As documented in Chapter 3, there are many small-scale business R&D and commercially oriented R&D programs in the federal suite. (Figure 5.5 portrays the portfolio of direct expenditure programs by activity supported.) Recent work by the OECD suggests that ". . . the policy mix needs to avoid inefficiencies arising from operating too many schemes at too small a scale. This is a real concern, since instruments can develop constituencies of support and a degree of autonomy, making them less amenable to change or cancellation, even where this would be sensible. In some cases, there may be ways to streamline the range of instruments and programmes, reduce complexity, enhance transparency and lower administration costs" (OECD forthcoming, p. 9).

Internationally, jurisdictions such as Finland and the UK, and domestically both Alberta and Ontario, have reduced the number of business innovation programs offered and have rationalized their program suites into a set of mutually exclusive programs, thus providing coverage for areas of government intervention in the innovation system. The UK government has consolidated its business support programs, reducing their number very substantially in the new Solutions for Business program launched in April 2011. The Panel believes that the government must seize opportunities for program consolidation, and therefore recommends the following.

1.5 Program consolidation — Over time, consolidate business innovation programs focussed on similar outcome areas into a smaller number of larger, more flexible programs open to a broader range of applicants and approaches.

Through a more streamlined suite of programs, the government could reduce overhead costs, increase impact, enhance client awareness and improve the usability of business innovation programs.

Comparative Program Evaluation

The Panel was asked to provide advice on which federal programs in support of business innovation are most effective. However, as noted earlier, the tools needed to assess comparative effectiveness have not yet been developed — there is no agreed-upon definition, framework or methodology for comparative evaluation, no common performance indicators and no common database of the programs. Management of $1.5 billion in direct program spending requires better management tools to be put in place, together with a process to apply these tools in a comprehensive, consistent and ongoing way. A common, outcomes-focussed framework for performance management and public evaluation of business and commercially relevant R&D programs would improve comparability among programs and inform decisions to reallocate funding strategically within the overall portfolio. It would make Canada a leader in managing for results. Accordingly, the Panel recommends the following.

1.6 Program evaluation — Build a federal capacity to assess the effectiveness of new and existing business innovation programs to enable comparative performance evaluation and to guide resource allocation going forward.

To this end, it is possible to conceive of a whole-of-government evaluation approach whereby sets of "intermediate outcomes" are applied as performance measures to categories of like forms of support, regardless of the department or agency providing that support. A schematic example of this approach is illustrated in Figure 5.6, which could potentially serve as a basis for discussion between the IRIC and the federal evaluation community, working with the Treasury Board Secretariat.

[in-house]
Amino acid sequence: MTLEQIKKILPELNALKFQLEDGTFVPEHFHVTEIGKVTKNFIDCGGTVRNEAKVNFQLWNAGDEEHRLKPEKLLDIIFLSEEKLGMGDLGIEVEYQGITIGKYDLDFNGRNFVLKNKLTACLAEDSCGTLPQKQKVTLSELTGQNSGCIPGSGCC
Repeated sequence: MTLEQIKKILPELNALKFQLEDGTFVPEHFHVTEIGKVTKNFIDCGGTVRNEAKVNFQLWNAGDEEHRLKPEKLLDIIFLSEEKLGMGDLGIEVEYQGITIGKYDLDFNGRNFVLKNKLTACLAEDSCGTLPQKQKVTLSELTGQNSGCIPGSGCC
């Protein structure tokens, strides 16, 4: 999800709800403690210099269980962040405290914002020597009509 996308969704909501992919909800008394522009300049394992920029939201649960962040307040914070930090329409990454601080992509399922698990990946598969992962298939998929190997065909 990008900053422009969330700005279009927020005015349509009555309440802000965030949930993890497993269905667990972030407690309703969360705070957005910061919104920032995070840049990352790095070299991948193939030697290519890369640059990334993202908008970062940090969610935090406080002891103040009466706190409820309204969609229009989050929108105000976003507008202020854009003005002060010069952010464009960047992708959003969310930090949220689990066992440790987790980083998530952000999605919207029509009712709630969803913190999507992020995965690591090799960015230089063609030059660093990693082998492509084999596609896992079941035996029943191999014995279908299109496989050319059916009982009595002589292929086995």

Figure 5.6 Performance Indicators for Comparison of Categories of Like Forms of R&D Support
Category of Support Program Outcomes Possible Indicator(s)
A Firm R&D and commercialization Increased business investment in innovation, including R&D
  • Increased firm expenditures on R&D
  • Increased firm expenditures on intangibles (e.g., intellectual property)
Increased ability to perform and manage R&D
  • Increased number of R&D managers
Improved firm performance
  • Increased profits from cost savings resulting from productivity improvements
  • Increased profits from sales/revenues of new products and services
B R&D partnerships Increased adoption of knowledge and technology by firms
  • Percentage of projects resulting in technology transfer
  • Number of new firms entering R&D activity/number of repeat firms
Strengthened networks and linkages
  • Increase in SME clients served by post-secondary education service providers
  • Increase in co-publications
  • Increase in the intensity of collaboration (value of private sector R&D expenditures on contracts with the public sector)
C Commercially oriented R&D Advancement of technology/knowledge
  • Increased number of prototypes
  • Increased number of patents, licences and disclosures
  • Increased number of publications
Increased commercialization of public research
  • Number of spin-off companies
  • Spin-off company revenues and R&D expenditures
D Training in industry Increased supply of talented people
  • Increase in number of students/researchers with industry experience prior to graduation
  • Increased retention rates of highly qualified and skilled personnel in Canadian enterprises

2 In an opinion piece published in Nature, Dr. Indira Samarasekera, President of the University of Alberta, argues the need for a new social contract that "would involve establishing a review, approval and funding process for solution-driven research that sits parallel to processes for basic research, and has the nimbleness and urgency desired in the outcomes, without compromising the cautions that validate and protect the quality of the work" (Samarasekera 2009, p. 161). (Return to reference 2)

3 The assessment of proposals to support innovation should be based on broad criteria of commercial success, taking into account the overall competitive landscape both nationally and globally. This requires expertise and specific skills that are difficult to maintain across a variety of small programs and delivery organizations. Consolidating assessment of the innovativeness and commercial potential of business innovation projects in the IRIC, as a "back office" function provided for the RDAs, would allow IRIC to develop common definitions, standards and assessment processes across Canada to ensure consistently high standards. The IRIC should also facilitate the sharing of best practices among RDAs and work with them on partnering more effectively with provincial governments. (Return to reference 3)